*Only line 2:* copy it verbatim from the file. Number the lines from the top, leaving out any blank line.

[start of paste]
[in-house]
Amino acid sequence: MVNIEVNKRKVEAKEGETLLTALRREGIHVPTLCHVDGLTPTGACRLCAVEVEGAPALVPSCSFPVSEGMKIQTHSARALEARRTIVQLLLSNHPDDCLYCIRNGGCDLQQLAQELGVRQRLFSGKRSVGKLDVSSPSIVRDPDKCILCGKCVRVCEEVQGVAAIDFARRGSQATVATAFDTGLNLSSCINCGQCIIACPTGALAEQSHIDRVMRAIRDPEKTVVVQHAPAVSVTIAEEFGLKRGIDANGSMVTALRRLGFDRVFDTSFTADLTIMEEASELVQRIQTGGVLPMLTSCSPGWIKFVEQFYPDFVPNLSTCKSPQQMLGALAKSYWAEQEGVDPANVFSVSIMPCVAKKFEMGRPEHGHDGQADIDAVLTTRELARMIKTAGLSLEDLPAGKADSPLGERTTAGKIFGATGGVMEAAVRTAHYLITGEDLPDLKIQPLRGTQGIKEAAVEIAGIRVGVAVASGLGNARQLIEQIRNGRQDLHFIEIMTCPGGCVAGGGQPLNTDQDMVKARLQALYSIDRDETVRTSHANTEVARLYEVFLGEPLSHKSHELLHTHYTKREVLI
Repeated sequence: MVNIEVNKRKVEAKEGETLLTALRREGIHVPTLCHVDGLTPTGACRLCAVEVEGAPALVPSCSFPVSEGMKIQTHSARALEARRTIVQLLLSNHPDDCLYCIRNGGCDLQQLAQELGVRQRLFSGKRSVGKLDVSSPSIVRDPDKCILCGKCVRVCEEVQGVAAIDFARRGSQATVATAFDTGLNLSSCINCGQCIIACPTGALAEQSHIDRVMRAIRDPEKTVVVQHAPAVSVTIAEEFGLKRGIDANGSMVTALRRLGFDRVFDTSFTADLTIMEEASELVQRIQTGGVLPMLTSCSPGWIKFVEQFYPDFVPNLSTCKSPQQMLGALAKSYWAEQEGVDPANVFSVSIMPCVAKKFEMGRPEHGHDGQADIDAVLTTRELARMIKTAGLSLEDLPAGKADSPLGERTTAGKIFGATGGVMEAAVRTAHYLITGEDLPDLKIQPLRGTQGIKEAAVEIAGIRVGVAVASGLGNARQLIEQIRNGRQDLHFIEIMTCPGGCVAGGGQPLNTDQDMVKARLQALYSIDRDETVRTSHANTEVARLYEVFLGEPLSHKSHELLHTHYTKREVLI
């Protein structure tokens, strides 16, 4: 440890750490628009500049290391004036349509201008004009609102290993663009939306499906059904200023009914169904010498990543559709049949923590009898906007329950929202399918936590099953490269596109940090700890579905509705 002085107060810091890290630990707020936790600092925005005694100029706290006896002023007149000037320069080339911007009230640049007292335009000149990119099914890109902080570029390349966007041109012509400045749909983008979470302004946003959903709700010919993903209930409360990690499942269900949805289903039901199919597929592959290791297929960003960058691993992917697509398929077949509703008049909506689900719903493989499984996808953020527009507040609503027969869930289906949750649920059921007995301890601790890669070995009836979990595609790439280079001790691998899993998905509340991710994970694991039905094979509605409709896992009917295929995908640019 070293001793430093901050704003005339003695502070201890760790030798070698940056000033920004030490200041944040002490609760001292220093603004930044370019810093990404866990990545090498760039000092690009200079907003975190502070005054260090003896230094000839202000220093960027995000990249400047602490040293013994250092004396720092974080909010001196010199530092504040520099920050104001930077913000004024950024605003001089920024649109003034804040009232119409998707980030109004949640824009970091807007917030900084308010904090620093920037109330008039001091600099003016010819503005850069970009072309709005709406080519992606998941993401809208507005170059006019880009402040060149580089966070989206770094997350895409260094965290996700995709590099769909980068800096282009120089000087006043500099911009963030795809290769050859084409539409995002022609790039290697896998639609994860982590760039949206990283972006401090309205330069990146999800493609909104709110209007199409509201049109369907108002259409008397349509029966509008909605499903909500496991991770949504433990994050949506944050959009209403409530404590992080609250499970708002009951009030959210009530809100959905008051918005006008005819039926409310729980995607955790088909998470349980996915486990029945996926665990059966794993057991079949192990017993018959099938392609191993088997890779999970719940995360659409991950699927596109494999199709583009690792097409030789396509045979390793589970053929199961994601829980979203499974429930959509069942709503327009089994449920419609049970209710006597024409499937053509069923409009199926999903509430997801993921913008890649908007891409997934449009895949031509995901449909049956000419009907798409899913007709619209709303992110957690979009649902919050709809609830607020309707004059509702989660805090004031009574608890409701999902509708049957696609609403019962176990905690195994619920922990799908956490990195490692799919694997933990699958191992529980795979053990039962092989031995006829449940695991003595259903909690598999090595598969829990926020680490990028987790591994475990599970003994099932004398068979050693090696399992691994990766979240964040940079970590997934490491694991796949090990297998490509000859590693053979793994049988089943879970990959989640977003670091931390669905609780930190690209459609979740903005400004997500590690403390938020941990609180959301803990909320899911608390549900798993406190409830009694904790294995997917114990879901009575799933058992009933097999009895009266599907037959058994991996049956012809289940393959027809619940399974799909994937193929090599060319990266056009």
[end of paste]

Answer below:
Amino acid sequence: MVNIEVNKRKVEAKEGETLLTALRREGIHVPTLCHVDGLTPTGACRLCAVEVEGAPALVPSCSFPVSEGMKIQTHSARALEARRTIVQLLLSNHPDDCLYCIRNGGCDLQQLAQELGVRQRLFSGKRSVGKLDVSSPSIVRDPDKCILCGKCVRVCEEVQGVAAIDFARRGSQATVATAFDTGLNLSSCINCGQCIIACPTGALAEQSHIDRVMRAIRDPEKTVVVQHAPAVSVTIAEEFGLKRGIDANGSMVTALRRLGFDRVFDTSFTADLTIMEEASELVQRIQTGGVLPMLTSCSPGWIKFVEQFYPDFVPNLSTCKSPQQMLGALAKSYWAEQEGVDPANVFSVSIMPCVAKKFEMGRPEHGHDGQADIDAVLTTRELARMIKTAGLSLEDLPAGKADSPLGERTTAGKIFGATGGVMEAAVRTAHYLITGEDLPDLKIQPLRGTQGIKEAAVEIAGIRVGVAVASGLGNARQLIEQIRNGRQDLHFIEIMTCPGGCVAGGGQPLNTDQDMVKARLQALYSIDRDETVRTSHANTEVARLYEVFLGEPLSHKSHELLHTHYTKREVLI